In the village of Borodino, about 60 miles west of Moscow, the battleground is fairly small, roughly five-and-a-half miles square. Eight scenarios are provided, ranging from single engagements between elements of the two armies to the complete three-day battle. Six choices have the historical orders of battle and deployment of forces. Two others are variations on history, with the benefit of hindsight.

The unprotected software works with virtually any DOS and density. Games can be restarted or restored any time without rebooting. The map is a smooth-scrolling, 36 x 37 grid of 275-yard squares. Forces begin as divisions, but can be divided into regiments and battalions. Infantry can be stacked in "divisional" units up to 6,300 men, but French stacks are limited to units belonging to the same corps.

There's plenty of clear ground, but most of the terrain slows down the Grand Armee. Units can "charge" the enemy if the terrain is favorable. Borodino requires planning and the proper balance of aggressiveness and patience to let your forces do their job. The enemy must be worn down, with minimal losses on your side. The well-written manual provides useful hints regarding the strengths and weaknesses of each type of unit. Forces are so easy to control with the joystick that you can forget that this is a war game.

$59.95, 48K disk. KRENTEK Software, P.O. Box 720081, McAllen, TX 78502- 9990. (512) 682-9598.


Mech Brigade simulates a future convientional NATO and Soviet Bloc conflict in Central Europe. One or two players can control either the NATO or Soviet forces. Each unit is aparoximately a platoon, and each turn simulates two minutes of real time. The game map measures 60x40 squares, but only a 20 x 10 portion can be seen at any time. The multicolor terrain features rivers, towns, woods and slopes. Unlike many other computer wargames, Mech Brigade lets you stack units in a single square.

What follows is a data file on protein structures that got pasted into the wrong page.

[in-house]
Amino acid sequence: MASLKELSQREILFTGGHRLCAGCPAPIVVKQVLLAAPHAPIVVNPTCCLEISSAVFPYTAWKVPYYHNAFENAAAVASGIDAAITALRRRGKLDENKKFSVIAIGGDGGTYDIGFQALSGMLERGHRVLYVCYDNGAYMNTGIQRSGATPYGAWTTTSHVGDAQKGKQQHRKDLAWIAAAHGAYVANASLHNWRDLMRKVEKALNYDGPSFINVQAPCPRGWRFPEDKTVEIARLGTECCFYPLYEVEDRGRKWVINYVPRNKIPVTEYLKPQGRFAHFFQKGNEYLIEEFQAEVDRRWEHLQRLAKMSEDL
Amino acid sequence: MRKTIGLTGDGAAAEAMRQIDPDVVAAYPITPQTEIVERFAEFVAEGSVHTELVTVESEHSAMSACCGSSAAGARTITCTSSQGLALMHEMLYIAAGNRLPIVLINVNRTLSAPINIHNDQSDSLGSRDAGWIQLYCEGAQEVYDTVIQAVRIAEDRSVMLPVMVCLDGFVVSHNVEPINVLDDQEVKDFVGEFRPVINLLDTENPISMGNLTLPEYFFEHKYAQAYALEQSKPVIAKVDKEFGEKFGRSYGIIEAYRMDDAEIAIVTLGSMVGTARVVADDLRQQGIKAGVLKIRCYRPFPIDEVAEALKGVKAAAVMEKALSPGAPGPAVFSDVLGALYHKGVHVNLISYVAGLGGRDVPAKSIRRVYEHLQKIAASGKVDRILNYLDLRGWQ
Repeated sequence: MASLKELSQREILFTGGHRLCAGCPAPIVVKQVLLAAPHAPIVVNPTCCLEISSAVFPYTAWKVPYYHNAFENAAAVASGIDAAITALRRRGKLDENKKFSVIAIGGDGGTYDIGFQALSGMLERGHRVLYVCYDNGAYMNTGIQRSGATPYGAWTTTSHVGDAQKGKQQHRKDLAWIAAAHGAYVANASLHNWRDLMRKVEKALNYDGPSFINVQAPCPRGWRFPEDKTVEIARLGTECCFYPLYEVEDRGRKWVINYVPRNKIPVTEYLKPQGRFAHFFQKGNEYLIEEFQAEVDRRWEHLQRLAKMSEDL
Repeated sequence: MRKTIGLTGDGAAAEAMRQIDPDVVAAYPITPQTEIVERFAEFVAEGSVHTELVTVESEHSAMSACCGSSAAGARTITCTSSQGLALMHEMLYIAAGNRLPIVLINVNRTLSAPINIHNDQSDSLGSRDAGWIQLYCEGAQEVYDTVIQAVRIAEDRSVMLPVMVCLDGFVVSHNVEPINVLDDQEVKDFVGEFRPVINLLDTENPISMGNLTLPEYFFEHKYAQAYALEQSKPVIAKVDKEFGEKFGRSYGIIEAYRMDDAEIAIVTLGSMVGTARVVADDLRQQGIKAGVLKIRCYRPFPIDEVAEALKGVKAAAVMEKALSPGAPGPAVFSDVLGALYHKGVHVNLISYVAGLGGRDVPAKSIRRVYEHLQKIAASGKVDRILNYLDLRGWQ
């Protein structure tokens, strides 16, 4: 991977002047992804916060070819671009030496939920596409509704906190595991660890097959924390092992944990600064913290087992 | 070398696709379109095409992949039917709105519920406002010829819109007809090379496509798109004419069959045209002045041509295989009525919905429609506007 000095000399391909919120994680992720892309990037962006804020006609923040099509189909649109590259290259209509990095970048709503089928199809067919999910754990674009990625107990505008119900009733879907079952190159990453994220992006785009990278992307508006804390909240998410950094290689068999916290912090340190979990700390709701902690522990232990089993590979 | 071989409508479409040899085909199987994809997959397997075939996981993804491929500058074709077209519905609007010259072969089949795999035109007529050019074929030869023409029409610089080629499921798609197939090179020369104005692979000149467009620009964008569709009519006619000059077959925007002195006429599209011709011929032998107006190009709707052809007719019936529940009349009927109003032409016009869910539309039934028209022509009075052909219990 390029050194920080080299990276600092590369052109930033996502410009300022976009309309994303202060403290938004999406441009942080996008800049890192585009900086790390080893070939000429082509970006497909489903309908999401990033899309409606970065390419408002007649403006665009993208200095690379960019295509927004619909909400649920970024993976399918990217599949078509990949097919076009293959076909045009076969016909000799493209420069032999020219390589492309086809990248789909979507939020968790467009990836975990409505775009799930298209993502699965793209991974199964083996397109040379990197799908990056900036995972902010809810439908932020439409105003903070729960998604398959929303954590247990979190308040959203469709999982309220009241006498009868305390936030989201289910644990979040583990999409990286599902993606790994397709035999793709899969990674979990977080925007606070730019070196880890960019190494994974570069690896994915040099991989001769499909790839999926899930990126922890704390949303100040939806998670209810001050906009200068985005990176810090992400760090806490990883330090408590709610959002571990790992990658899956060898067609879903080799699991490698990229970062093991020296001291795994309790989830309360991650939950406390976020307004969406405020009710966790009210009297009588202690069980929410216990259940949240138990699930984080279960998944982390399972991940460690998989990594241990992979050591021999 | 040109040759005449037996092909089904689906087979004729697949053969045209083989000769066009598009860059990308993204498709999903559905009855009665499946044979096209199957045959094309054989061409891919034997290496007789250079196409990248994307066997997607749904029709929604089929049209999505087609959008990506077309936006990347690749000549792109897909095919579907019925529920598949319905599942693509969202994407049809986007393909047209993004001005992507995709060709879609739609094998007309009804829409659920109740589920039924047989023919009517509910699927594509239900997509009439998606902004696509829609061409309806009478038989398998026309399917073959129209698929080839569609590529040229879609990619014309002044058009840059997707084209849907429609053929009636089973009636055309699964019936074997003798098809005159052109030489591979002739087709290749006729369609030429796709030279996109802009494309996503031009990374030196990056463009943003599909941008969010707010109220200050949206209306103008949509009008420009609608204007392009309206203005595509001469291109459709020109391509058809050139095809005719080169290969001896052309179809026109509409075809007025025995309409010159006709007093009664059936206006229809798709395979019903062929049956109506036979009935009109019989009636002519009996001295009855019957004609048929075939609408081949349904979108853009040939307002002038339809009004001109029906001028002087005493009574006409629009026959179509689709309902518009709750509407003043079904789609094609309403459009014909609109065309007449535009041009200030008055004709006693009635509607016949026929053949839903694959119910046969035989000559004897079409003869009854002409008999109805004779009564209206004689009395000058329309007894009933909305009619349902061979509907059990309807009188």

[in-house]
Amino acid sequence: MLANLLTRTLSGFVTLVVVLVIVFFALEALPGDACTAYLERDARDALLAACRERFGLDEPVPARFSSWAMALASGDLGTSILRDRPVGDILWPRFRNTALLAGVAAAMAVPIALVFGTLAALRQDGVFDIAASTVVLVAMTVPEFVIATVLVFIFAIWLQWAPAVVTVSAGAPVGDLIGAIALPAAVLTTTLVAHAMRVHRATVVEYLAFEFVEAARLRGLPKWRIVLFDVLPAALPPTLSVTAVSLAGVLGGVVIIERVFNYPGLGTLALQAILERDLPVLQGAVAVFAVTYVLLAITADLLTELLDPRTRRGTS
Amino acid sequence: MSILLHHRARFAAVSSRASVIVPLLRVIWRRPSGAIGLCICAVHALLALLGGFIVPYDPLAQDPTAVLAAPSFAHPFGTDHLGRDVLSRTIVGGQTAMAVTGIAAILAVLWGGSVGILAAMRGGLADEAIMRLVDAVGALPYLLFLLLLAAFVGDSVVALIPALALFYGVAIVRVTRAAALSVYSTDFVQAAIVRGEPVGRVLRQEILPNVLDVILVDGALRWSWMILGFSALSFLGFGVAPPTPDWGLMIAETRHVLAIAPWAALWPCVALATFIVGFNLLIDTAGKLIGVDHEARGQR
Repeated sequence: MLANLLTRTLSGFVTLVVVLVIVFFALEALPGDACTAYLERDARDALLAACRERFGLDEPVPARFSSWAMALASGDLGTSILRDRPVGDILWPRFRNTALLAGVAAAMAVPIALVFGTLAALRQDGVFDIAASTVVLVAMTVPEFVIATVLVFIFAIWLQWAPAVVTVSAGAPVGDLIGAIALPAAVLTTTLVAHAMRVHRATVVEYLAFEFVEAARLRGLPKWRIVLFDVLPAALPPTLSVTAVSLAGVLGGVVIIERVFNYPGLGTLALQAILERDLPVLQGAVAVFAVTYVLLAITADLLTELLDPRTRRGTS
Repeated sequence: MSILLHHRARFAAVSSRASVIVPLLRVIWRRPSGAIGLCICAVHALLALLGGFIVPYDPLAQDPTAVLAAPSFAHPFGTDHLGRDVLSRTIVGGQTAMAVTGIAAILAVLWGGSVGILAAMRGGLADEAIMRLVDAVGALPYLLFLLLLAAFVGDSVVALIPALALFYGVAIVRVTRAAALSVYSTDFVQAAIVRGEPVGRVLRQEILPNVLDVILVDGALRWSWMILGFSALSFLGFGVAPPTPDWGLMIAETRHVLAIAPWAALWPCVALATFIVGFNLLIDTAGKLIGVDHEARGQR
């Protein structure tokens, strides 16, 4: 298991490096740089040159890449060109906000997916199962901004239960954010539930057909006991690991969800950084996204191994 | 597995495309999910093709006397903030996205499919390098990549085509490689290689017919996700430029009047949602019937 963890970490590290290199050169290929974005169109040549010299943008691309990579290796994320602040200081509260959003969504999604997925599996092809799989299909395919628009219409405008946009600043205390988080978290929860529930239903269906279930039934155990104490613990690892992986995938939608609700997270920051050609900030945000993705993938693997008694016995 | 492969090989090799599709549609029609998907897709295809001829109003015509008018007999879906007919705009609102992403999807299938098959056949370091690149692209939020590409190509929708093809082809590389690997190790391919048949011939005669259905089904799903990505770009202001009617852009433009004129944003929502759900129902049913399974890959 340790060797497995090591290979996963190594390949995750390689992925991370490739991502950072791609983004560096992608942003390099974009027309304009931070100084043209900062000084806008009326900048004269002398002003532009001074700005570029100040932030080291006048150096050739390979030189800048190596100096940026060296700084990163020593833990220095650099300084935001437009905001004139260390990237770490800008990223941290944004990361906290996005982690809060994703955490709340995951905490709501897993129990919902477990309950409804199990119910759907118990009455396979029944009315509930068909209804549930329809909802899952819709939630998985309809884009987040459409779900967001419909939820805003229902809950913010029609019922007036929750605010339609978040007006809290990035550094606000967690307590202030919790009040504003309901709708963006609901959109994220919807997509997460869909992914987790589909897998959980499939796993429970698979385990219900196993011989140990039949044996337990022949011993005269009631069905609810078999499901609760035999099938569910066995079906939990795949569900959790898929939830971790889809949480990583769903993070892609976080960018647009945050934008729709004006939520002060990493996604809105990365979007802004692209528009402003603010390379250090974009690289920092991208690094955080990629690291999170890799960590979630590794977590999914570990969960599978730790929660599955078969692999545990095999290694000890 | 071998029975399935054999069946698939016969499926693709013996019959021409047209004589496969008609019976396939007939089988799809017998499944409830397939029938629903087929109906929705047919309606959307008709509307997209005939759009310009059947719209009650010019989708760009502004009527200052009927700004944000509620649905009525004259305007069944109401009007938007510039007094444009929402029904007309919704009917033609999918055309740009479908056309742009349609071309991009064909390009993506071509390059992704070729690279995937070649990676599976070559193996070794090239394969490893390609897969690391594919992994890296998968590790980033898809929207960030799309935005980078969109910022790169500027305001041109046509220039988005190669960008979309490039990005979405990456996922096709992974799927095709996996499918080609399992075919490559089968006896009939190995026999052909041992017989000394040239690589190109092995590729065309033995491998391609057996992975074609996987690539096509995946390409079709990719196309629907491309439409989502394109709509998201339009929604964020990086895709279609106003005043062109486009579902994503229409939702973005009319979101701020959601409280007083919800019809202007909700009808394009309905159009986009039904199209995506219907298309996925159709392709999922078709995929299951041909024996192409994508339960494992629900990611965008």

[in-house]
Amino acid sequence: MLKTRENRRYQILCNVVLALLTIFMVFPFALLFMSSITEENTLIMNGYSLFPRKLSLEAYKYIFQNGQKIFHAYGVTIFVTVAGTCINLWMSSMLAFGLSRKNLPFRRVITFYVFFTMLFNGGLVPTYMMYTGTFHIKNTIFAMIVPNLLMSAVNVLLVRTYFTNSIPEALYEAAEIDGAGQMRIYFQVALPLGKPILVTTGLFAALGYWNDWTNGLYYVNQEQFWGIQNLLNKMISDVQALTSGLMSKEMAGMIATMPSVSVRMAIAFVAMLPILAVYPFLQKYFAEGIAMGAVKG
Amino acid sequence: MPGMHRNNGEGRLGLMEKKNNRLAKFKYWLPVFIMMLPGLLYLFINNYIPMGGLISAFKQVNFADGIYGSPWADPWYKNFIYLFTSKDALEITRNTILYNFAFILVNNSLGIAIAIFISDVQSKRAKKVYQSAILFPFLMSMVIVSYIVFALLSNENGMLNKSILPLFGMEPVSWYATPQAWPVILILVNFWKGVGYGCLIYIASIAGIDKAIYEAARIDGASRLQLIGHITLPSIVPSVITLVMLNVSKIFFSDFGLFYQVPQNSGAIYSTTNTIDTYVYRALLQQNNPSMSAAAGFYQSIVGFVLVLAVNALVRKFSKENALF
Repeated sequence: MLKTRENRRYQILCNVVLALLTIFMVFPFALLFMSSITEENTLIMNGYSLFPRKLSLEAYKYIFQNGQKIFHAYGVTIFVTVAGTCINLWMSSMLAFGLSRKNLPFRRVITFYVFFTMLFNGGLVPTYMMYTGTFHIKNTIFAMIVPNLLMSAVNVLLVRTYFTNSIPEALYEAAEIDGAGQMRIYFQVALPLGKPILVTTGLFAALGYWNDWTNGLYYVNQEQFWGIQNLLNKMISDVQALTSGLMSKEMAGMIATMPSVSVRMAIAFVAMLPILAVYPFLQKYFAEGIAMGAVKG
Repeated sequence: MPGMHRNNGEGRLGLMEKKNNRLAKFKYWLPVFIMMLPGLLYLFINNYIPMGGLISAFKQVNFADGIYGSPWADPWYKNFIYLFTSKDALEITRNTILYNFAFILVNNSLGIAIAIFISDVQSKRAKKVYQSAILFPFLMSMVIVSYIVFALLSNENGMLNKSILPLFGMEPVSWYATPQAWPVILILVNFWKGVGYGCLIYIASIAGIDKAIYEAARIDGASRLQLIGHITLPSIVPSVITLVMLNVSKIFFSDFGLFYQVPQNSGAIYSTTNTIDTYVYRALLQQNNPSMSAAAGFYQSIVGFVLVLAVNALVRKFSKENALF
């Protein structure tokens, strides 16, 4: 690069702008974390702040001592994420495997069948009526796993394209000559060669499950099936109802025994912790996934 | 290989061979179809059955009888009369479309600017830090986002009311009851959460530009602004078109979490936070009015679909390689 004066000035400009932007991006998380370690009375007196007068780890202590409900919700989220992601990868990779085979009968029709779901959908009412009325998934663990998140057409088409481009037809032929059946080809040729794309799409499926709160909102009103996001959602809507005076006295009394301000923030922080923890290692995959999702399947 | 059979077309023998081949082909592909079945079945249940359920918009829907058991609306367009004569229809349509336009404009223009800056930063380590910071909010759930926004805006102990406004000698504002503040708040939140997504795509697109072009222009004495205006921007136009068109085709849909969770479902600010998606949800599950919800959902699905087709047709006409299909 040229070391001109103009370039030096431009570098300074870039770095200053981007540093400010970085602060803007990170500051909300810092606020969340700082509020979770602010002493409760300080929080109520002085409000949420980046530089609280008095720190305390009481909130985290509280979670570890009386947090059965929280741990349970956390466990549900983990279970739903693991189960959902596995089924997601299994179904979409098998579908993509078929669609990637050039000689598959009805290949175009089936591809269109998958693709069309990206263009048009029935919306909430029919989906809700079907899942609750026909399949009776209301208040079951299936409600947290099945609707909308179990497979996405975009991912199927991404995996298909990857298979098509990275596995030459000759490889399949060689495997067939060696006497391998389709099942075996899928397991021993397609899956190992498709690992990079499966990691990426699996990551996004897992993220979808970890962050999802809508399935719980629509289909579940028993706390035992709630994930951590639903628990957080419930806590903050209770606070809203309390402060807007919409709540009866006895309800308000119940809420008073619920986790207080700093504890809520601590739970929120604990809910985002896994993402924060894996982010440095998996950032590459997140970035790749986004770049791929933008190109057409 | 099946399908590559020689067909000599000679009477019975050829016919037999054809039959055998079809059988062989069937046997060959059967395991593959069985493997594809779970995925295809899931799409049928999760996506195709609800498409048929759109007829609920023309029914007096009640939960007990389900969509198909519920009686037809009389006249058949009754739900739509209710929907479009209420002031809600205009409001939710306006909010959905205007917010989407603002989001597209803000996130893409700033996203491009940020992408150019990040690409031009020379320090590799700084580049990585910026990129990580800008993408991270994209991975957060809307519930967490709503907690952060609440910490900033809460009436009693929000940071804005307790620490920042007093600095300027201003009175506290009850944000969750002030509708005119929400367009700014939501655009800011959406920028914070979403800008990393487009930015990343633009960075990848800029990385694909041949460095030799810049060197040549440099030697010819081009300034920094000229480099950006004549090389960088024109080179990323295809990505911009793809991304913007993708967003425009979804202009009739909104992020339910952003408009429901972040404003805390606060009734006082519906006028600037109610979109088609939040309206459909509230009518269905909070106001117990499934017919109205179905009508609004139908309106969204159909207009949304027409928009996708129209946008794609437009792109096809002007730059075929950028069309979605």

You can play any of the four "historic" scenarios or build your own, in which case you must determine the nationality and relative strength of each force, and terrain and battle types. The battle types are pursuit, assault and meeting engagement, with the choice of either side being the attacker or defender.

Units are controlled by issuing commands for each during the orders phase. Units can entrench, change facing and set the maximum firing range at which they will select a target. Most importantly, with the View command, the computer designates each square in a unit's line of sigh which helps you choose optimum "fire lanes" for each unit. Combat, handled automattcaally by the computer after the orders phase, is divided into four 30-second phases in which each unit accesses a target and fires.

This is certainly not a game for beginners. Each turn can easily take 15- 30 minutes. However, the cormplexity of the game does not lie within the mechanics, but rather in the number of choices a player must make in order to win. Compounding this is the number of units each player can command. And each type of unit demands its own set of unique tactics in order to be used most effectively.--DR. JOHN STANOCH

$59.95. 48K disk. Strategic Simulations, Inc., 883 Stierlin Road, Bldg A-200, Mountain View, CA 94043. (415) 964-1353.